The “direct experience” is also very important in the DeafBlind community, where the Protactile movement is making a revolution on traditional ways of navigating language, culture, and identity and how we experience access. I personally often find that, when working or socializing with Deafblind people, enculturated in their space, I close my eyes and experience a whole new way of experiencing nature and human connection, which still can be appreciated, perhaps more deeply, without sight. John Lee Clark mentions the importance of direct experience in his “Against Access” article:


“When hearing and sighted people join us, they pick up Protactile and learn how to work and socialize with us in our space. They often find themselves closing their eyes, either literally or by dimming their visual processing, because sight isn’t necessary. Bodies in contact become as normal to them as they are to us.”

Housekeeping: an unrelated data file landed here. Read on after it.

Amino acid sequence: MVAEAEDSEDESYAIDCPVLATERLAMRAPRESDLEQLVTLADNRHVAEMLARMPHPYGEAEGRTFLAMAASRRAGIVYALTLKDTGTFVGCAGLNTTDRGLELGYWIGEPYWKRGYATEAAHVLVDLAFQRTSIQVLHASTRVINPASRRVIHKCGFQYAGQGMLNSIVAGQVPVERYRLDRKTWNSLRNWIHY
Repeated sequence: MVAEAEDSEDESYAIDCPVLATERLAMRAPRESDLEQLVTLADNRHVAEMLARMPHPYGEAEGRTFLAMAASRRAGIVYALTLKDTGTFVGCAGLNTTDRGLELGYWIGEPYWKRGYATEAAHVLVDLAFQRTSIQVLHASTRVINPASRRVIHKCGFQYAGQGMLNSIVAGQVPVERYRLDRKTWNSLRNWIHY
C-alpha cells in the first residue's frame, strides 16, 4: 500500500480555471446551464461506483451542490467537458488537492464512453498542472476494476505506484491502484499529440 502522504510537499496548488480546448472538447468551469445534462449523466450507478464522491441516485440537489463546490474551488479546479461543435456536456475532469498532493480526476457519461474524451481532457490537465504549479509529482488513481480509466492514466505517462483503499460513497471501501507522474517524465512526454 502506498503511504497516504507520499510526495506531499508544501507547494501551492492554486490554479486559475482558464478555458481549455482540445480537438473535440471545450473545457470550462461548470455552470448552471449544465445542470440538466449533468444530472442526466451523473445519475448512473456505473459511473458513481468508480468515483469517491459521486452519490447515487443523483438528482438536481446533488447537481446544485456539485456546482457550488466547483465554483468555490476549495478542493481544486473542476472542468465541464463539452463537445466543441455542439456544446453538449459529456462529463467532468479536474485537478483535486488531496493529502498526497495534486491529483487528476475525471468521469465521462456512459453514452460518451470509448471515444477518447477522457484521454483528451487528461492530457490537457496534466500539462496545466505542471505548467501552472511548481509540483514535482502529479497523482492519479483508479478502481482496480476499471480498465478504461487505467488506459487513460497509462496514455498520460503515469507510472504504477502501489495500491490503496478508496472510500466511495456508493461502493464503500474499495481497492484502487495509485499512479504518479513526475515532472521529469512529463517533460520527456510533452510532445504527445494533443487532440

“...We [DeafBlind] insist on doing everything our way, fumbling around, groping along, touching everything and everyone. We are messing with traditional spaces, rearranging them to suit us better, rather than the other way around. The Protactile movement is obsessed with direct experience. As Robert Sirvage, a DeafBlind architect asks, the question we begin with is not “How do we make it more accessible?” Instead, we start by asking, “What feels beautiful?” - John Lee Clark



These experiences with access really gave me a deeper insight into what “access” looked like beyond access laws, policy, and rigid procedure for getting interpreters, and gave me an opportunity to be more open, vulnerable, flowing, and focus on the natural human connection. That is how things should be. Spending years teaching Deaf Studies and ASL, and dealing with political spaces, I realized that laws, policies, and procedures do not always help us when it comes to access. True healing is when the action of healing is inclusive.